Not only will you find empty breaks scattered all along the coast, but scouting becomes an adventure itself. You’re not just going SUP surfing anymore, you’re embarking on a mission to find a new wave, master that wave, and return home triumphant. Or even better yet, find multiple breaks to surf during one epic session.

It is like reading from Mein Kampf in the original German and now you have been warned and I would like to leave you with a poem in case you think taking no action is the best way forward.

First they came for Cardiff Reef, and I did not speak out—
Because I did not surf Cardiff Reef.

Then they came for Doheney, and I did not speak out—
Because I was not 85 years old.

Then they came for the Turtle Bay, and I did not speak out—
Because I like sheets that don’t smell like mildew.

Then they came for Punta Mita, and I did not speak out—
Because I was too busy drinking margaritas.

Then they came for Costa Rica, and I did not speak out—
Because I was playing with a monkey.

Then they came for Waikiki, and I did not speak out—
Because I was playing with a Japanese tourist.

Then they came for me—and there was no one left to speak for me.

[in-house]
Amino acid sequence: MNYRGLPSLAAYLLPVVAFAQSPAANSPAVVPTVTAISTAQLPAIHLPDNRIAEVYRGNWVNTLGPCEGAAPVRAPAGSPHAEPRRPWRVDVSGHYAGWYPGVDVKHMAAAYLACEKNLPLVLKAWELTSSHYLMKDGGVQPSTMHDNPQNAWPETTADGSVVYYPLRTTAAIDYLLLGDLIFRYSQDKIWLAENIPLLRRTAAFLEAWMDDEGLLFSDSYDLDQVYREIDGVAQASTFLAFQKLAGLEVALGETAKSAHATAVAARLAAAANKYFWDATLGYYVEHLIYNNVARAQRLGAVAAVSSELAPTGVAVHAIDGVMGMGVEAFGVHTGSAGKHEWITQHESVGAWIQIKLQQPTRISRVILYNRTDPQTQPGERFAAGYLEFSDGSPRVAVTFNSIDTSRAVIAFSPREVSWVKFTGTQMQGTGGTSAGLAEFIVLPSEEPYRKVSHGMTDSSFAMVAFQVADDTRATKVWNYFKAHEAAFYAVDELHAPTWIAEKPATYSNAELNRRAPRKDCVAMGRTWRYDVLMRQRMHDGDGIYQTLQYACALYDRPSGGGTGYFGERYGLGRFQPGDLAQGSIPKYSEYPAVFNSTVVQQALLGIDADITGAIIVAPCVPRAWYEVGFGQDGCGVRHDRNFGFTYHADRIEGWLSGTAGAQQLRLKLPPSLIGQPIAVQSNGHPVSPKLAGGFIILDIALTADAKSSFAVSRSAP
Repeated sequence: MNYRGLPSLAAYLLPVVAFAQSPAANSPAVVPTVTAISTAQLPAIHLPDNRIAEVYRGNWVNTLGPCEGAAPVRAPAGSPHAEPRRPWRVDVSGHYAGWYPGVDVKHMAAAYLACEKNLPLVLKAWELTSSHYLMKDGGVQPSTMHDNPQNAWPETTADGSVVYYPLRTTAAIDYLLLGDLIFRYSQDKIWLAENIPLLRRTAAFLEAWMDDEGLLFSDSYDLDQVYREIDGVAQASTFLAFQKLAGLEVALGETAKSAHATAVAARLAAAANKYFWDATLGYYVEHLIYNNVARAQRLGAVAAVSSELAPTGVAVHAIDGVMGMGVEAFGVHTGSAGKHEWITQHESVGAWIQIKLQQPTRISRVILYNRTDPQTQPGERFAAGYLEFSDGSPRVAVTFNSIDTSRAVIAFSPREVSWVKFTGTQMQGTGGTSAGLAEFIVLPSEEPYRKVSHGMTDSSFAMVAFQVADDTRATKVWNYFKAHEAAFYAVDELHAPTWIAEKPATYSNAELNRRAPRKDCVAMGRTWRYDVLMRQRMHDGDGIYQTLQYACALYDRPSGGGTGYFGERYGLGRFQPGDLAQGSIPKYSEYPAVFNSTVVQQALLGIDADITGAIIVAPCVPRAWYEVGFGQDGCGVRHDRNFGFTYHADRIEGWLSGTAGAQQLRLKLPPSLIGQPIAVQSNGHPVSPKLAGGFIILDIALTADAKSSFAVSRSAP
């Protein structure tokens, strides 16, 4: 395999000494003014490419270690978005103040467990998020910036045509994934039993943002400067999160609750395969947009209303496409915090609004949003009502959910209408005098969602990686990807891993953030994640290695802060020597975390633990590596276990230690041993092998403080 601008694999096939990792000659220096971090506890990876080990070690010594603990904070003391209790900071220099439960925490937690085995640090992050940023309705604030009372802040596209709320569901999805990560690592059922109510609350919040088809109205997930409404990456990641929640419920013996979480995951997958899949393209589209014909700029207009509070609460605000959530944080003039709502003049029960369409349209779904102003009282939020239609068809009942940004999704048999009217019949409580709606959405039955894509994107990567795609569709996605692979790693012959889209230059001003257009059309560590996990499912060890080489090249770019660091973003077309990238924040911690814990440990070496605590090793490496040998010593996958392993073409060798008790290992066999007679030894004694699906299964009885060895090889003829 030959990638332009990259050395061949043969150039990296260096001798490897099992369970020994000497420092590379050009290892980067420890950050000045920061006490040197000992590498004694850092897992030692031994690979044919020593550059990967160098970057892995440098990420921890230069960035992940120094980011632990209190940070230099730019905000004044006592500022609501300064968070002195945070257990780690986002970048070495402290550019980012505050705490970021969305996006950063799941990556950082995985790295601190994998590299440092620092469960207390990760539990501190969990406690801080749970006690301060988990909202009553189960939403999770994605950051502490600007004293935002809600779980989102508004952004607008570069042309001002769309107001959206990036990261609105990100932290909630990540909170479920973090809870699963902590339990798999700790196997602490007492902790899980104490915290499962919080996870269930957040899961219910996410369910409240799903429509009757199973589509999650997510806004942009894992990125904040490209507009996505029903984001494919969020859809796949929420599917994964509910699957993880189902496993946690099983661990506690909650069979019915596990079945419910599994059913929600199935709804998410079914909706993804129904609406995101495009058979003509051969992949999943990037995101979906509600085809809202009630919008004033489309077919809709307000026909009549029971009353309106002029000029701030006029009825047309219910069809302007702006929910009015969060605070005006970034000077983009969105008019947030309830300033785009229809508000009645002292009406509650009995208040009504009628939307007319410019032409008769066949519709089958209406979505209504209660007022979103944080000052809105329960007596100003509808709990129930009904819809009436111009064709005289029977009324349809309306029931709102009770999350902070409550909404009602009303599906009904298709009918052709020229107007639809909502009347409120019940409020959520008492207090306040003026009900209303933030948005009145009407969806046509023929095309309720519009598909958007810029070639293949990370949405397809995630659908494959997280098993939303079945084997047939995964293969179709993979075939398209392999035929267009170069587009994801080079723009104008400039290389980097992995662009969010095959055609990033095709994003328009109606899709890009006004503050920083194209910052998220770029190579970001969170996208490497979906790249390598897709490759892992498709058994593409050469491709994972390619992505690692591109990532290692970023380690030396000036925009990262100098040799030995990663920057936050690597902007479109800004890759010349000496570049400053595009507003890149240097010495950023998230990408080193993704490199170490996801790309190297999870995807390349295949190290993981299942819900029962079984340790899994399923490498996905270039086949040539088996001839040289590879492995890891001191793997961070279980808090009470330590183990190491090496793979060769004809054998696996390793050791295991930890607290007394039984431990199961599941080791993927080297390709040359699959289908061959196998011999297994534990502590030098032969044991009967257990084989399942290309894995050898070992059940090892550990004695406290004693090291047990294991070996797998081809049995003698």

Conner Coffin Leus towels
“If the circumstances are right, I’ll take a chance. I like to look into what I’m having a shot at and I try not to do stupid shit. And as far as this goes, I felt like this was a relatively small risk. It feels like something that could be… big. They wanted to launch it internationally, not just in California, so there’s movement worldwide. I like the buzz.” | Photo: A little hunk, sure, but stud just turned mogul hopeful… 

Conner Coffin Just Bought a Towel Biz!

A little hunk, sure, but stud just turned mogul hopeful… 

Eight days ago, the Santa Barbara surfer Conner Coffin was melted into the Backdoor reef, a collision that opened up a wound that was closed, loosely, with twelve stitches.

Conner, who is twenty-three, is using the down time to sharpen his involvement with the start-up brand, LEUS (pronounced: Loose). Conner was approached a year ago by LEUS to see if he’d be into partnering up.

Did he want to be the sponsored surfer for the company?